the Democrats’ state and federal legislative triumphs during
the recent midterms, one thing became abundantly clear, teachers were
who “we thought they were.” Collectively, they were the
keys to Democratic victories in Arizona, California, Connecticut,
Florida, Massachusetts, Oklahoma, Kentucky, North Carolina, Nevada,
Wisconsin, Michigan, and other red, blue, and purple states where
teachers flipped seats in Congress, governorships, and state races to
boost support for public education, even when Republicans were able
to hold on to power.
of the most interesting upsets was the loss by Gov. Scott Walker
(R-WI), who spent $50 million compared to his opponent Tony Evers
(D-WI) who only raised and spent $14 million. Walker who was running
in his fourth straight race since 2010 (one a recall in 2012) had
been heavily backed by the education reform Cartel that is primarily
funded by the Koch Bros., Eli Broad, the Walton and Bradley
Foundations, and the Wall Street financial lobby. He was the
political darling of the public school privatization alliance when he
initiated and passed right-to-work legislation at the behest of his
Wisconsin billionaire contributor, Diane Hendricks, and eliminated
collective bargaining for teachers with Act 10.
the latter legislation was passed in 2011, teachers launched a recall
against Walker in 2012, but he prevailed over the same candidate,
Milwaukee Mayor Tom Barrett, whom he had narrowly defeated in 2010,
by an even larger margin. After that victory, he went on an
educational rampage - quadrupling the number of voucher students,
opening significantly more corporate charter schools, and further
reducing funding for K-12 public education. In 2018, Tony Evers, a
former public school teacher, principal, and sitting Wisconsin State
Superintendent rose to challenge Walker for governor.
being trampled over by Walker and the Republican-controlled
legislature for nearly a decade, teachers organized and fought him
district by district with sweat equity, rather than money, and turned
out their members and supporters in huge numbers. It was instructive
that voters in Milwaukee and Madison - Wisconsin’s largest
cities and largest school districts - voted against Walker by more
than 2:1 along with substantial turnout. In addition, Evers ran with
an African American Lt. Governor, Mandela Barnes, a former Milwaukee
legislator, who energized black and minority citizens throughout the
state. The Republican Michigan governorship also changed party hands
with a similarly diverse ticket - a white female for Governor,
Gretchen Whitmer, and a black for Lt. Governor, Garlin Gilchrist -
who led the Democratic ticket.
states become more racially diverse, as noted in the November 15th
column, state - and federal-level candidates, who are
reflective of the ethnic makeup and/or values of their constituents,
are increasingly likely to be elected to office. Teachers, as a
major block of voters, are representative of the aforementioned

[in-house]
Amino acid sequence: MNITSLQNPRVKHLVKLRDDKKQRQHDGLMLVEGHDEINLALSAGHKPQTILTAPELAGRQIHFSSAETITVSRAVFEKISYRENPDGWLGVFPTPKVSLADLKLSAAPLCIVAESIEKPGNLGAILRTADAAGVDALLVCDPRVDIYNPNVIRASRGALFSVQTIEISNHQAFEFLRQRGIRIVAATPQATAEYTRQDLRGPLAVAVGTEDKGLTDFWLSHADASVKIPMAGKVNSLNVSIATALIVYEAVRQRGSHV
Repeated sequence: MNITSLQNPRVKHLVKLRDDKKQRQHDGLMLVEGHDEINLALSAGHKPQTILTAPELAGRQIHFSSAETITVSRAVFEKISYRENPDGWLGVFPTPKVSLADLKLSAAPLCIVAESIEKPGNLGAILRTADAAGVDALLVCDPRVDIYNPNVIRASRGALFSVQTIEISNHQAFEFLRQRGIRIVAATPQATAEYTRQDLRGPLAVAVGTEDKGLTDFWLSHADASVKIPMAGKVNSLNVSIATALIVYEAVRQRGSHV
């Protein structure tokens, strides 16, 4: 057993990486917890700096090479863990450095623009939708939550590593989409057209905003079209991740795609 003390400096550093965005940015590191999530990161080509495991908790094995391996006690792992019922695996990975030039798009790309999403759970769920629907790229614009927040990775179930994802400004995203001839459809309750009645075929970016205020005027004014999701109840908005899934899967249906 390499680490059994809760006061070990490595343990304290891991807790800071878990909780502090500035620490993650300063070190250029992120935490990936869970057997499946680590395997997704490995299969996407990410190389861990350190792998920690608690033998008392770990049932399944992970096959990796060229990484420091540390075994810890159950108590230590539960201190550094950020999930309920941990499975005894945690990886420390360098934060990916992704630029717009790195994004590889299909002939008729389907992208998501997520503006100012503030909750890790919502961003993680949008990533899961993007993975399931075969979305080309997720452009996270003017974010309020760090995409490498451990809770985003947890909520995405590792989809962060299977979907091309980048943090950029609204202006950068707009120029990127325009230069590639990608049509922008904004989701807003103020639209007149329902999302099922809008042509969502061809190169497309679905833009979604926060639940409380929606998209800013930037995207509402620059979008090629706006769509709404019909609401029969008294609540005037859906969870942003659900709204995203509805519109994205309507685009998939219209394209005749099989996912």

factors and are motivated by the continuous attacks on themselves as
individuals and as a profession.
they were at the barricades to defend themselves during the midterms.
Teachers were the key to the Democrats in Arizona and Nevada winning
U.S. Senate seats and breaking Republican super-majorities in state
legislatures in North Carolina, Wisconsin, Oregon, and Michigan which
will loom large in 2020 as districts are redrawn for state and
federal legislative districts. In addition to Wisconsin and
Michigan, Democrats gained governorships in Illinois, Kansas, Maine,
Nevada, and New Mexico where teachers were the political engines
behind these wins. In Florida where Republicans prevailed in hotly
contested gubernatorial and U.S. Senate races, voters still raised
taxes to fund education in Hillsborough and seven other counties.
some Republicans are rethinking their rabid opposition to supporting
public education, it is imperative that teachers keep their “pedal
to the metal.” Education Secretary Betsy DeVos is still
funneling money to corporate charter school and voucher initiatives
and trying to implode the Me Too movement by promulgating rules that
make it more difficult for rape victims on college campuses to have a
fair hearing and to receive justice. With all the controversy
surrounding the confirmation hearing of Brett Kavanaugh for the U.S.
Supreme Court and the ongoing racist, misogynistic, and
anti-immigrant vitriol of President Trump, we have taken our
attention away from the anti-public education activities of DeVos.
teachers and their unions have turned an already blue state a deeper
shade of blue, wiping out most of the state’s Republican
officeholders in the U.S. House of Representatives. In a
cliffhanger, they also powered Assemblyman Tony Thurmond (D) to
victory in the race for state superintendent of public instruction
over Marshal Tuck (R), formerly head of a California corporate
charter school network. Tuck was poised to be the inside man for Eli
Broad, who has raised more than $400 million to convert 50 percent of
the Los Angeles Unified School District (LAUS) to charter schools by
2023. With Tuck in the superintendent’s seat, California would
have become a cash cow for corporate charter schools.
held the advance of public school privatization at bay in the 2018
midterms, but the battle will become fiercer as we approach 2020 when
everything will be on the ballot - public schools, democracy, and our
way of life.